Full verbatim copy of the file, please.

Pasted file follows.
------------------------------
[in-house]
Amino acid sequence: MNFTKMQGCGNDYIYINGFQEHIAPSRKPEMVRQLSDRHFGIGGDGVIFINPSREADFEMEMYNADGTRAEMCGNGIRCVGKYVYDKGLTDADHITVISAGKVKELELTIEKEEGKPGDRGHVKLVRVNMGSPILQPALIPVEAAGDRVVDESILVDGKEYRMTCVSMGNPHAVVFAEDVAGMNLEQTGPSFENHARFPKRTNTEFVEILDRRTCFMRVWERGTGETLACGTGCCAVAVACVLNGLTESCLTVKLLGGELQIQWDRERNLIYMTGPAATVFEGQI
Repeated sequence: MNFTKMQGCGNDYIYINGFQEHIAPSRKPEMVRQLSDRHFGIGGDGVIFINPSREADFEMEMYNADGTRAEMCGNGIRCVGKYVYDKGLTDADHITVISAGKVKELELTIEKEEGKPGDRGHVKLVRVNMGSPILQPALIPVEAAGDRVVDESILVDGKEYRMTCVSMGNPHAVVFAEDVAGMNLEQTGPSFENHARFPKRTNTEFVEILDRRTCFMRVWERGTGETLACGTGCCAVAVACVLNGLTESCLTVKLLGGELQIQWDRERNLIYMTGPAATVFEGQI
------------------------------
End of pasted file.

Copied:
[in-house]
Amino acid sequence: MNFTKMQGCGNDYIYINGFQEHIAPSRKPEMVRQLSDRHFGIGGDGVIFINPSREADFEMEMYNADGTRAEMCGNGIRCVGKYVYDKGLTDADHITVISAGKVKELELTIEKEEGKPGDRGHVKLVRVNMGSPILQPALIPVEAAGDRVVDESILVDGKEYRMTCVSMGNPHAVVFAEDVAGMNLEQTGPSFENHARFPKRTNTEFVEILDRRTCFMRVWERGTGETLACGTGCCAVAVACVLNGLTESCLTVKLLGGELQIQWDRERNLIYMTGPAATVFEGQI
Repeated sequence: MNFTKMQGCGNDYIYINGFQEHIAPSRKPEMVRQLSDRHFGIGGDGVIFINPSREADFEMEMYNADGTRAEMCGNGIRCVGKYVYDKGLTDADHITVISAGKVKELELTIEKEEGKPGDRGHVKLVRVNMGSPILQPALIPVEAAGDRVVDESILVDGKEYRMTCVSMGNPHAVVFAEDVAGMNLEQTGPSFENHARFPKRTNTEFVEILDRRTCFMRVWERGTGETLACGTGCCAVAVACVLNGLTESCLTVKLLGGELQIQWDRERNLIYMTGPAATVFEGQI